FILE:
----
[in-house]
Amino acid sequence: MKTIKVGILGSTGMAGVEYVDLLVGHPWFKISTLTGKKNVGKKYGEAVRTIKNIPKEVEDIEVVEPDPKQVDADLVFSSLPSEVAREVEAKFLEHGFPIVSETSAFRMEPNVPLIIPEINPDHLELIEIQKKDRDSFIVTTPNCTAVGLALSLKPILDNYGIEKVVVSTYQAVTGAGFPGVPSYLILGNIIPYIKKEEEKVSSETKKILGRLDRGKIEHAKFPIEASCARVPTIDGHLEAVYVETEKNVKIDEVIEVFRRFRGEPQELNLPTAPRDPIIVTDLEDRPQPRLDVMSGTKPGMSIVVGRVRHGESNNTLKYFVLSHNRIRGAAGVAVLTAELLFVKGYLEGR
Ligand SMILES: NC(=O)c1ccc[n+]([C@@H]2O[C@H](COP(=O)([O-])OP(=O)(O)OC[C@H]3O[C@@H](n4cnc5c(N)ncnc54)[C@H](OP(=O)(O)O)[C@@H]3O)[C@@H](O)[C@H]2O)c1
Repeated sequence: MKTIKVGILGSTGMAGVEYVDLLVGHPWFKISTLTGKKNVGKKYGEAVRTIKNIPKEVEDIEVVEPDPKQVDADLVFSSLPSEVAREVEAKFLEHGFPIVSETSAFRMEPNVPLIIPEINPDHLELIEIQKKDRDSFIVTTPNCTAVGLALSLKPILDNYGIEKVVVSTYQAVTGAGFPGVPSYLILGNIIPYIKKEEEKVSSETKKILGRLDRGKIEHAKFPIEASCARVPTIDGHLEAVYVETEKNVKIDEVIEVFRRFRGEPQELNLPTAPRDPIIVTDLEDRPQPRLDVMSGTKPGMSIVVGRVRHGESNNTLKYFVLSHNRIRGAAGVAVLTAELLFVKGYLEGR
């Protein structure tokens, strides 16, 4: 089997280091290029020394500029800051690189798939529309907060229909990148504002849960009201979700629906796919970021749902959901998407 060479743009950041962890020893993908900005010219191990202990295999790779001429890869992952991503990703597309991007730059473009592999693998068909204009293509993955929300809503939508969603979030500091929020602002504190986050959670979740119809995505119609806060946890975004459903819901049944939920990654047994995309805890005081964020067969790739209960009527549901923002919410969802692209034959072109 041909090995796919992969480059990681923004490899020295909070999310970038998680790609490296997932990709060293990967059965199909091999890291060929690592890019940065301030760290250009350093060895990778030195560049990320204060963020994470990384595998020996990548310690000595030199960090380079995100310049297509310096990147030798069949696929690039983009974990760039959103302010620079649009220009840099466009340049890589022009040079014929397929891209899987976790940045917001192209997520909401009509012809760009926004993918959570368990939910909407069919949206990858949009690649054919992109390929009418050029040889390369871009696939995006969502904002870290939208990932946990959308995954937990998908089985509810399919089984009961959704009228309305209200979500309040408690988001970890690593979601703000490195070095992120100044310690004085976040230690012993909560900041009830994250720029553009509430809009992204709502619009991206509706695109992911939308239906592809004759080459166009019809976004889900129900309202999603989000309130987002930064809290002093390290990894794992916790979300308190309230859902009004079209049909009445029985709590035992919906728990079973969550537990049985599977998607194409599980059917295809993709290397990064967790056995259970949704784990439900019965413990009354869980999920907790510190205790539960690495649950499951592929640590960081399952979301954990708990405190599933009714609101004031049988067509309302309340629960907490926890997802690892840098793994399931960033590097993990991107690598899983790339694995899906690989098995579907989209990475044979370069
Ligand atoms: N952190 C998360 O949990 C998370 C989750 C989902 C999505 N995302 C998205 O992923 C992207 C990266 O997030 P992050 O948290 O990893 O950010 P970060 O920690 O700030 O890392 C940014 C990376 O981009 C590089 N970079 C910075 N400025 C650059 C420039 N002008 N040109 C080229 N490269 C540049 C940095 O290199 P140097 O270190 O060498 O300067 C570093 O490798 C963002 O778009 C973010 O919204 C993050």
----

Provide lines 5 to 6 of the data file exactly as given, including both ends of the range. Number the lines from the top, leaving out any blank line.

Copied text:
């Protein structure tokens, strides 16, 4: 089997280091290029020394500029800051690189798939529309907060229909990148504002849960009201979700629906796919970021749902959901998407 060479743009950041962890020893993908900005010219191990202990295999790779001429890869992952991503990703597309991007730059473009592999693998068909204009293509993955929300809503939508969603979030500091929020602002504190986050959670979740119809995505119609806060946890975004459903819901049944939920990654047994995309805890005081964020067969790739209960009527549901923002919410969802692209034959072109 041909090995796919992969480059990681923004490899020295909070999310970038998680790609490296997932990709060293990967059965199909091999890291060929690592890019940065301030760290250009350093060895990778030195560049990320204060963020994470990384595998020996990548310690000595030199960090380079995100310049297509310096990147030798069949696929690039983009974990760039959103302010620079649009220009840099466009340049890589022009040079014929397929891209899987976790940045917001192209997520909401009509012809760009926004993918959570368990939910909407069919949206990858949009690649054919992109390929009418050029040889390369871009696939995006969502904002870290939208990932946990959308995954937990998908089985509810399919089984009961959704009228309305209200979500309040408690988001970890690593979601703000490195070095992120100044310690004085976040230690012993909560900041009830994250720029553009509430809009992204709502619009991206509706695109992911939308239906592809004759080459166009019809976004889900129900309202999603989000309130987002930064809290002093390290990894794992916790979300308190309230859902009004079209049909009445029985709590035992919906728990079973969550537990049985599977998607194409599980059917295809993709290397990064967790056995259970949704784990439900019965413990009354869980999920907790510190205790539960690495649950499951592929640590960081399952979301954990708990405190599933009714609101004031049988067509309302309340629960907490926890997802690892840098793994399931960033590097993990991107690598899983790339694995899906690989098995579907989209990475044979370069
Ligand atoms: N952190 C998360 O949990 C998370 C989750 C989902 C999505 N995302 C998205 O992923 C992207 C990266 O997030 P992050 O948290 O990893 O950010 P970060 O920690 O700030 O890392 C940014 C990376 O981009 C590089 N970079 C910075 N400025 C650059 C420039 N002008 N040109 C080229 N490269 C540049 C940095 O290199 P140097 O270190 O060498 O300067 C570093 O490798 C963002 O778009 C973010 O919204 C993050």